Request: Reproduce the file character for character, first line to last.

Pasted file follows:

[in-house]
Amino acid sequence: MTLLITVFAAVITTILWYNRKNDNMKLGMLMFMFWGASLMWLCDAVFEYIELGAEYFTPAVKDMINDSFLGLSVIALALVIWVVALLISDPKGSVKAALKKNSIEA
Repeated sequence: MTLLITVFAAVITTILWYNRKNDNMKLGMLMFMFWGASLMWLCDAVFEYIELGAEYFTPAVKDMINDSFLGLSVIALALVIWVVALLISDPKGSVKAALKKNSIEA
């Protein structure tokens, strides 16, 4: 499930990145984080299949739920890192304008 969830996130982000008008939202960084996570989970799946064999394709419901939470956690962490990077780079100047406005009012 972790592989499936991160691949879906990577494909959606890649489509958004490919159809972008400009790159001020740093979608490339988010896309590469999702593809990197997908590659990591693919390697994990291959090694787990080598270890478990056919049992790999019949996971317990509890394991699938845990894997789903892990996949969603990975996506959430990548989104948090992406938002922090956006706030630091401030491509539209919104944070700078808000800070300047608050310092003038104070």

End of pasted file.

[in-house]
Amino acid sequence: MTLLITVFAAVITTILWYNRKNDNMKLGMLMFMFWGASLMWLCDAVFEYIELGAEYFTPAVKDMINDSFLGLSVIALALVIWVVALLISDPKGSVKAALKKNSIEA
Repeated sequence: MTLLITVFAAVITTILWYNRKNDNMKLGMLMFMFWGASLMWLCDAVFEYIELGAEYFTPAVKDMINDSFLGLSVIALALVIWVVALLISDPKGSVKAALKKNSIEA
């Protein structure tokens, strides 16, 4: 499930990145984080299949739920890192304008 969830996130982000008008939202960084996570989970799946064999394709419901939470956690962490990077780079100047406005009012 972790592989499936991160691949879906990577494909959606890649489509958004490919159809972008400009790159001020740093979608490339988010896309590469999702593809990197997908590659990591693919390697994990291959090694787990080598270890478990056919049992790999019949996971317990509890394991699938845990894997789903892990996949969603990975996506959430990548989104948090992406938002922090956006706030630091401030491509539209919104944070700078808000800070300047608050310092003038104070």